Looking down our driveway. Wanting to run back inside and sleep for about six weeks.

 

The front of my house.

The front of my house.

My neighbors front lawn.

My neighbors front lawn.

I know I should not be saying bad words, not only because they don’t sound very nice, but also because they have no power to change the weather.

I will blame being tired of working, and maybe also the fact that muttering ‘oh dearie me’ like a proper grandmother just doesn’t cut it sometimes.

So for future reference, I have strung a few Eff words together and tried them out for effect:

Efface yourself you effete efficacious effigy of effusive effluvium!

Nope, it doesn’t make any sense, but neither does the real F word in about 99% of the ways in which it gets used.

So if I can just remember to repeat that little sentence with a lot of feeling, maybe kicking something at the same time, and without having my top front teeth go through my bottom lip, somehow I think the situation will seem ever so much better.  And as an extra bonus, I won’t have to be so careful about what comes out of my mouth when there are small children about.

I want to wear my effing effusively fun spring coat.  Really, is that too much to ask for the middle of March for crying out loud?  I promise I will be in a better mood once I’ve had a couple of effectual days off.  But right now, if it’s spring where you are, I effortlessly don’t like you very much.

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Pictures From Moms Kitchen (Part One)

The end of our wedding day, in moms kitchen doorway.

Finding a few favourite pictures taken in moms kitchen has turned into a treasure chest of memories.  We spent a lot of time there whenever we went to visit the farm.  It’s a place we didn’t appreciate enough when we were growing up, and then a place we could hardly wait to return to after we moved away.  It was where our family (which grew) sat down to eat the best meals ever.  It was all about us, until it became all about our kids.

Our baby daughter with my brothers oldest son.

Only at grandmas could you get away with crawling around on top of the kitchen table.
The kitchen wall paper was faux brick for a lot of years.  I think my love of red and orange must have come from my mother’s side of the family.  It was a strange old house – on the other side of this window was the built on “back kitchen” where mom put the old blue cupboards after she got new ones, and all kinds of old tables and cabinets and chairs that were almost worn out.  You never threw anything away until it was completely worn out.  It got shuffled off to the back kitchen where it could sit for years, waiting for that to happen to it.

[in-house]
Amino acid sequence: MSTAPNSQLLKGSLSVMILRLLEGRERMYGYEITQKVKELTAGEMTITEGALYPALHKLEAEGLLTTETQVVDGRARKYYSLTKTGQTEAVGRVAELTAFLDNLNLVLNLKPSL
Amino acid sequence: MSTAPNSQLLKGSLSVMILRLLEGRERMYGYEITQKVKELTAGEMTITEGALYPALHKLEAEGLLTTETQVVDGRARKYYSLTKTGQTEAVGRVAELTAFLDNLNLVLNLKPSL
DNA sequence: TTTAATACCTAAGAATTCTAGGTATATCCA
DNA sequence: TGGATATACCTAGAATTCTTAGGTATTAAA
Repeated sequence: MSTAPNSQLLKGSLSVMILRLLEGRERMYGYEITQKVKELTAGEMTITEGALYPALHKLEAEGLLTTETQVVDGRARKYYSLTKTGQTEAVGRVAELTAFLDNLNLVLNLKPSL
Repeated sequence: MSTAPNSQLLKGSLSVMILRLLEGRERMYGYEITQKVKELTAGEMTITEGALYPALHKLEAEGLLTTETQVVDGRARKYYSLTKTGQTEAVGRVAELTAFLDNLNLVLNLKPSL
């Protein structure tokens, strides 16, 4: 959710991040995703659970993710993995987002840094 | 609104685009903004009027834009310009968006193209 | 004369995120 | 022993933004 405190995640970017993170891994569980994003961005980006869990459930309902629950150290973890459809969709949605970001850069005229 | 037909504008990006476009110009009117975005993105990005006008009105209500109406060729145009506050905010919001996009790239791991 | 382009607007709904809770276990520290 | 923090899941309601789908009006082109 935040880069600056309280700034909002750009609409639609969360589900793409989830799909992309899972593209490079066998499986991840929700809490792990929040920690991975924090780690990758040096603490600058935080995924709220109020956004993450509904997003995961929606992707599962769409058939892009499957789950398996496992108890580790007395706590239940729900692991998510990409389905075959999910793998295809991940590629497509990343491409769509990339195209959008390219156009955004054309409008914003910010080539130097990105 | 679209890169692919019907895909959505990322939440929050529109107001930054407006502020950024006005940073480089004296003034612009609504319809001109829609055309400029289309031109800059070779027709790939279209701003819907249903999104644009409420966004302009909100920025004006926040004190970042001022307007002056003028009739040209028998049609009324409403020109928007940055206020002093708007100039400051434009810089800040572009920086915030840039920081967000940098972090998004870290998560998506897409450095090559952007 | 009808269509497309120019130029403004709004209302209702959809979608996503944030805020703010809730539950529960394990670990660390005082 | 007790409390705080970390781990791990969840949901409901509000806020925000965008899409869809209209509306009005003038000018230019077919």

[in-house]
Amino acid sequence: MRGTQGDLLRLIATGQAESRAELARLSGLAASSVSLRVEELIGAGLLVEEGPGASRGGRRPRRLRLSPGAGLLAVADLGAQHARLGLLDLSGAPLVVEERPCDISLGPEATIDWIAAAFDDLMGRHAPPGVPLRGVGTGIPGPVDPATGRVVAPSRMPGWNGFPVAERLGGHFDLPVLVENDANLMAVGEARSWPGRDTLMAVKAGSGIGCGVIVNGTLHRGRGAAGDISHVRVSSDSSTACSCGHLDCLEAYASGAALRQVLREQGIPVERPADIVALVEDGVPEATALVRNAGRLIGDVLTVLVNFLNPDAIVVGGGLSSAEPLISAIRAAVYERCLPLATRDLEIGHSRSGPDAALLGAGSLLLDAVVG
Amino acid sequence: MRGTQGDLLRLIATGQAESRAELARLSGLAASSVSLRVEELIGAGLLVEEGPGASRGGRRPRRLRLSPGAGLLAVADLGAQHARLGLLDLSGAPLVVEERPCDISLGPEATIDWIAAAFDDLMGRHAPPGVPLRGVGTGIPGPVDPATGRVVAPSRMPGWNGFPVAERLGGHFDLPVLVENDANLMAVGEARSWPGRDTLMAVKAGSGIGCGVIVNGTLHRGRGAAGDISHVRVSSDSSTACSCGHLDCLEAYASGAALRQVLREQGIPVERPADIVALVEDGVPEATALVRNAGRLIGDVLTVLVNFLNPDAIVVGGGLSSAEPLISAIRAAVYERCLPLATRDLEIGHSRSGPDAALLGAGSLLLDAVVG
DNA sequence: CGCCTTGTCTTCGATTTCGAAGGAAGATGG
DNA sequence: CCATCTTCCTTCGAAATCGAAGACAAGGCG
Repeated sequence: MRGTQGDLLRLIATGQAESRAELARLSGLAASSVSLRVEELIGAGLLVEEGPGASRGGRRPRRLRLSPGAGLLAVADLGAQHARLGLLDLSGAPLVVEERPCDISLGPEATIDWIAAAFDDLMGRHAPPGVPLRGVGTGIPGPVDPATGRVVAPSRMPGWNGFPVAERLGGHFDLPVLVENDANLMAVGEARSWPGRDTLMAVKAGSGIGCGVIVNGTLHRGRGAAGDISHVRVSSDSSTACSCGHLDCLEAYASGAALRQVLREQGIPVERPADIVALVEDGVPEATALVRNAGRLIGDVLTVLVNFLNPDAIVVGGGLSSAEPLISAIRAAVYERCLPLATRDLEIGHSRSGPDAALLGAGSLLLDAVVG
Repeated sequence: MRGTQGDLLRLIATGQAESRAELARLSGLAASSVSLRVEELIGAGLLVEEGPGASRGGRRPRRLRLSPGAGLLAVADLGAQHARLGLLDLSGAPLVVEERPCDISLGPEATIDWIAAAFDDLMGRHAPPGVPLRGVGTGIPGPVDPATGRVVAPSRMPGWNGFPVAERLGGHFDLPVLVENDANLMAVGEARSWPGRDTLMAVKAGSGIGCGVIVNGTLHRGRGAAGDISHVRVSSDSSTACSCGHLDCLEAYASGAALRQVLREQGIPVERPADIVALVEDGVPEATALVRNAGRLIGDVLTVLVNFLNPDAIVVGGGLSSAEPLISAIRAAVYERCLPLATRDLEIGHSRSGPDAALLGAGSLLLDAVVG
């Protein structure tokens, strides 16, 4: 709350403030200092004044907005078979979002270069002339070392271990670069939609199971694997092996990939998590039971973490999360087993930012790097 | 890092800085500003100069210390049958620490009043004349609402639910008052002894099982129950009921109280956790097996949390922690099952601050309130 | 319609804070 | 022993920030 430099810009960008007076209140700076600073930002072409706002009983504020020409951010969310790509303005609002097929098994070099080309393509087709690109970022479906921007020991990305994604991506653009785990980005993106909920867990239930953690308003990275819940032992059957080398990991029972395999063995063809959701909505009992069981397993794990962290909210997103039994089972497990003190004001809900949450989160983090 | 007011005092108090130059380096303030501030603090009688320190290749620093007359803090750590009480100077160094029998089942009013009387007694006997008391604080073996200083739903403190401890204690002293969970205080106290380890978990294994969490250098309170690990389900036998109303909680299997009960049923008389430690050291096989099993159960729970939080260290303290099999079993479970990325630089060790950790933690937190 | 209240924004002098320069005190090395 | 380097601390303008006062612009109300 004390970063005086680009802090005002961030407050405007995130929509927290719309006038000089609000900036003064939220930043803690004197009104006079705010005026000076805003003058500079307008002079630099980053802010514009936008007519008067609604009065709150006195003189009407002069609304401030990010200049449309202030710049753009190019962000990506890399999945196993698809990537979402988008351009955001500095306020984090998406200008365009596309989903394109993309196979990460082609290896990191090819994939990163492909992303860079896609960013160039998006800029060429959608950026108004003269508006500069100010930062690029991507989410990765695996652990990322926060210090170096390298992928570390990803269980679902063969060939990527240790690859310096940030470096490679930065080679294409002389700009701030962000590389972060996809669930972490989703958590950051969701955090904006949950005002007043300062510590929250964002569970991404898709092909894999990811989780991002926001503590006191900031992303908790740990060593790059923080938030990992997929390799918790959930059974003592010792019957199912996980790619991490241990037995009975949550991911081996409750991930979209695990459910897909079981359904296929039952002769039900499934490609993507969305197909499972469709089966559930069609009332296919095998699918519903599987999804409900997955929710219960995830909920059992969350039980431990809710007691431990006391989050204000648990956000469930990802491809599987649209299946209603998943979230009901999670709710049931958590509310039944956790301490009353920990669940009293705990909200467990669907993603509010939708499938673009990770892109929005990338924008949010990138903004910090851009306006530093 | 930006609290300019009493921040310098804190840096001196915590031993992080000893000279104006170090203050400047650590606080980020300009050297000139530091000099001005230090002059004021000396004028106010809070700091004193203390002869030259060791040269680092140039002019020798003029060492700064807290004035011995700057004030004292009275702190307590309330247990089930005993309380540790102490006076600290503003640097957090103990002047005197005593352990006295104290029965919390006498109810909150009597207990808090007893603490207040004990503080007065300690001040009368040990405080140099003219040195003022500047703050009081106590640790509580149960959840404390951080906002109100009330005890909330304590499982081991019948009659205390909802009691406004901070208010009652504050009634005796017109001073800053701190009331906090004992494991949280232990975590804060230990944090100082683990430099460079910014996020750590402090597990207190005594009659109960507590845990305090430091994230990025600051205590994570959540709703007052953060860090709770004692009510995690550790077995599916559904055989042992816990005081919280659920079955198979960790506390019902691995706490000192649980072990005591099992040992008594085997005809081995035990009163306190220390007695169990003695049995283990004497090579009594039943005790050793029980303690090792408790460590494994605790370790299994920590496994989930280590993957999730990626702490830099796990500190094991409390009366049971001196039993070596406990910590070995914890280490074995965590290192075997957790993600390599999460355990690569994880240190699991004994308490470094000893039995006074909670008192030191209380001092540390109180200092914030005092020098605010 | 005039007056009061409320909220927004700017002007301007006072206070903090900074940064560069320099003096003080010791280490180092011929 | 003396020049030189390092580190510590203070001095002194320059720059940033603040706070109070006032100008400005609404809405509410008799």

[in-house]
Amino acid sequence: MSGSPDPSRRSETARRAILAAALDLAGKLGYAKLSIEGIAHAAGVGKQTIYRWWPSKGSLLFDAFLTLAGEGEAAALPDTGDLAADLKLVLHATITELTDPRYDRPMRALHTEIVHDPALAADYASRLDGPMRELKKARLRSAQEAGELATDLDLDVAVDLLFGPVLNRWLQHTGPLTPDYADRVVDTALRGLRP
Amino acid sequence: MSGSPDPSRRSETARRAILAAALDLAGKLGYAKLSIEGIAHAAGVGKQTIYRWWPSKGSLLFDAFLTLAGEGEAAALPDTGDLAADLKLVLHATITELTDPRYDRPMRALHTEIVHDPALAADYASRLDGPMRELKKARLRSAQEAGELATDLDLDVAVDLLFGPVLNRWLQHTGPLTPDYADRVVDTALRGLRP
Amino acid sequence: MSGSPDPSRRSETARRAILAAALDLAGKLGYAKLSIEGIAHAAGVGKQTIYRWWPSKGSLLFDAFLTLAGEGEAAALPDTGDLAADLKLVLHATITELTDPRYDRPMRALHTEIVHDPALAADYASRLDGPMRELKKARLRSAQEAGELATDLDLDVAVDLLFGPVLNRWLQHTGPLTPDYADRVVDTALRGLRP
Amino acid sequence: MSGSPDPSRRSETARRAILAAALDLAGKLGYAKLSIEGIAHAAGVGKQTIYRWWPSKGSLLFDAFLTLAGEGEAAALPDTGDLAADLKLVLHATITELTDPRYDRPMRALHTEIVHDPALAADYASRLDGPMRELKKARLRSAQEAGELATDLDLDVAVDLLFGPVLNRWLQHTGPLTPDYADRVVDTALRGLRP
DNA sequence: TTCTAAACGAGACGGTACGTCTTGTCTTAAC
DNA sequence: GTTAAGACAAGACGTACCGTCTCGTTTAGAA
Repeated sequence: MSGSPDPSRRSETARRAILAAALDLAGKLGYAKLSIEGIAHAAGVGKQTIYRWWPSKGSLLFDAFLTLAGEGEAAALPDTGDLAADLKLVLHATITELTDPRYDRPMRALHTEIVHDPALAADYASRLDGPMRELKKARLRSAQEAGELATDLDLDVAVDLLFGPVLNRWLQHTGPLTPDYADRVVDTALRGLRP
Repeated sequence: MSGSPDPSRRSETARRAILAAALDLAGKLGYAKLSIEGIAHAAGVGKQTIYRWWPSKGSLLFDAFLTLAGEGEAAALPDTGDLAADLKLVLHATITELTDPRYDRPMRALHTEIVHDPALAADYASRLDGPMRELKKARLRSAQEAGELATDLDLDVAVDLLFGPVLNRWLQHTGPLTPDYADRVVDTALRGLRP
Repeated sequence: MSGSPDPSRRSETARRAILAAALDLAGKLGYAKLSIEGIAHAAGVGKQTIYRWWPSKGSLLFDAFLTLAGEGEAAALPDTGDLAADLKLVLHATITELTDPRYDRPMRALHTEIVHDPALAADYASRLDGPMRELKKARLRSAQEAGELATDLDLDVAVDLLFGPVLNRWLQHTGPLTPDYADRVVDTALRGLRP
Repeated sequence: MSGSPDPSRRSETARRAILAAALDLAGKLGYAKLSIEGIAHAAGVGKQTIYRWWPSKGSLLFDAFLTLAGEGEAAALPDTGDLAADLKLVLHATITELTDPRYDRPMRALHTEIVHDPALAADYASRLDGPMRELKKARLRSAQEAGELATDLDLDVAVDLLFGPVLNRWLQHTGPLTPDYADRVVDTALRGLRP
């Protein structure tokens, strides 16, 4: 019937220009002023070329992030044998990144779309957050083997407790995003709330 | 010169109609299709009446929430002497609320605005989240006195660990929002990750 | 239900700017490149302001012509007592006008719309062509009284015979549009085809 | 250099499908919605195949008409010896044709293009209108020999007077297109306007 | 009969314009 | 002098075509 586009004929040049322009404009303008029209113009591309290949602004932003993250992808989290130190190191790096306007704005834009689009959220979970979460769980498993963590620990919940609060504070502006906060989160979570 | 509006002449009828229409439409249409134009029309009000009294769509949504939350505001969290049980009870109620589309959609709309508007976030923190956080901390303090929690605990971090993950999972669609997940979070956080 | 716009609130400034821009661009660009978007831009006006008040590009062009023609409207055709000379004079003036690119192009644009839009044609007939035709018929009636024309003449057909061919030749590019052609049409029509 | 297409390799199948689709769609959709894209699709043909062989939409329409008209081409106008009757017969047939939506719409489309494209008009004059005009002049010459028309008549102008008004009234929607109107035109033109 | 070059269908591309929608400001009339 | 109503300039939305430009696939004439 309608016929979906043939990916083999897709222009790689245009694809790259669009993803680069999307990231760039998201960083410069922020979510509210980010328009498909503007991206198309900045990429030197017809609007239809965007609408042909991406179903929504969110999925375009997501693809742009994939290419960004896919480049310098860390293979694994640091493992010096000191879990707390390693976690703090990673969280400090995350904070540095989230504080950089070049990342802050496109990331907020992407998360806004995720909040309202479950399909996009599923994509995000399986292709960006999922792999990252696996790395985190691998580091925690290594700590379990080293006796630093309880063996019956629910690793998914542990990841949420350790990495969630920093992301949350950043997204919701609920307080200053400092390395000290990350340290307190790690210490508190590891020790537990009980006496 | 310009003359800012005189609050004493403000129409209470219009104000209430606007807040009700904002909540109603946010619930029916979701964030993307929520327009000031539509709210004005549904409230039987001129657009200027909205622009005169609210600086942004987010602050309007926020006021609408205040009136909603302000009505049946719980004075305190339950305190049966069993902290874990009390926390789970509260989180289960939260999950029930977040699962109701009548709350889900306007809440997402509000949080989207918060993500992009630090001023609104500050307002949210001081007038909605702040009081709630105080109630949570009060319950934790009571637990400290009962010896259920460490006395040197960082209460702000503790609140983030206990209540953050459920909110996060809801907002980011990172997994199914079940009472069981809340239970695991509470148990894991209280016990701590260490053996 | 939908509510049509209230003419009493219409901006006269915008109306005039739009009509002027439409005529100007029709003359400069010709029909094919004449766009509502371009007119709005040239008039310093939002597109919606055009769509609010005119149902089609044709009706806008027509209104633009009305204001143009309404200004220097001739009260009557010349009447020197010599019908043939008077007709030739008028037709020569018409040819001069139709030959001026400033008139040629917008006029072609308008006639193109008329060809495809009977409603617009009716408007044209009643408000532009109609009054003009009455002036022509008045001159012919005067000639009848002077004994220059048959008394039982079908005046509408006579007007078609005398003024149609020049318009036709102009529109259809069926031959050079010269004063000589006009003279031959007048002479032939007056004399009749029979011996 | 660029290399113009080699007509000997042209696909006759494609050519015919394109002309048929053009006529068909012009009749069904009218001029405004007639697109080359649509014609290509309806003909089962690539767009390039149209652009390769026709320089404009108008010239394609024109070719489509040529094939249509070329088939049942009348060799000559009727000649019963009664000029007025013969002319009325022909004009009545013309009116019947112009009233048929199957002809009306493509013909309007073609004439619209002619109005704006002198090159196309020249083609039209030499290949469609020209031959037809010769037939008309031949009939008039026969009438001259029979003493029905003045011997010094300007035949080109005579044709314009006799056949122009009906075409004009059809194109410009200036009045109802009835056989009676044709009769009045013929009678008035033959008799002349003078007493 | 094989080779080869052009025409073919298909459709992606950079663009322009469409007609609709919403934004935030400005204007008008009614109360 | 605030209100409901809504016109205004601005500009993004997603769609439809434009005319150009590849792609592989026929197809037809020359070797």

My daughter, my brother, his boys.

I love the look on my brothers face – he was a man who loved his sons.  I don’t think it was ever a difficult thing for them to love him back.

The back-splash of orange flowers I remember  vividly.  Because it was vivid.  That space between the top of the cupboards and the ceiling was always covered in a hodge podge display of things that weren’t useful but were just too nice to throw away.  Gifts from well-meaning people and antiques belonging to grandma.  There were ceramic roosters on the other side.  I don’t need a picture to remember those.  Sometimes on a visit we’d climb up there for mom and wash and dust everything and check out the names on the bottom of things.  Grandma was great for writing the names of her relatives on adhesive or masking tape and sticking them on things she thought they might like to have after she was gone.  It’s a great system – certainly easier than writing it all down on paper.  Mom carried on that tradition.  My own cupboards go right up to the ceiling with no space on which to put things.  There are some traditions that aren’t that hard to give up.

Little sister, grandma and W, with nephew Andy bottom left: Christmas dinner circa 1974

I can tell it’s Christmas because of the plastic holly and the tree shaped candle.  But every meal at moms was like a Christmas feast.  Small people were supposed to sit on the bench on the far side of the table, but obviously on this day we got a little mixed up. Funny, no matter how many people showed up to eat, there was always room at the table, and  left overs for later.  It was a magical place.

Astute Observations on Goddamn and Crap

English: Overlooking Inuvik with the fall colo...

English: Overlooking Inuvik with the fall colors in the foreground. (Photo credit: Wikipedia)

When we lived in Inuvik (circa 1980) W thought it would be a lot of fun to put together a dog team, so he did.  The frustration and hard work involved in raising and training the dogs far outweighed the fun I’m afraid .  And the dozen or so dogs didn’t just disappear with the snow.  They required care throughout the long summers,  when the town became a sweltering dust bowl in the heat, and a slippery filthy mud hole in the rain.

 

One muddy Inuvik afternoon my daughter and I had this conversation:

Mommy, goddamn is a really bad word.

(Yes it is, and telling me that is not an acceptable way to get away with saying it.)

Little kids should NEVER say goddamn. right mom?

(No, they shouldn’t, so now would you please stop saying it?)

But mom, its okay for dads to say goddamn.

(Really? Why do you think it’s okay for dads?)

Because there’s GODDAMN DOGS and GODDAMN MUD!

She sounded just like him.

**********

Fast forward about twenty-five years to a conversation I had with my granddaughter when she was three or four.

crap

crap (Photo credit: matiasjajaja)

Crap is not a nice word, grandma.

(Nope, it isn’t.  So let’s not say it, okay?)

But sometimes you can say crap and its okay.

(Really?)

Yep.  Like when you’re feeling sick, you can say “Mommy, I feel like crap.”

(Ah.  I see.)

But if your mom looks at you when you’re sick and she says you look like crap, THEN its a bad word.

(Huh. You are your mother’s daughter, and I totally get your point.)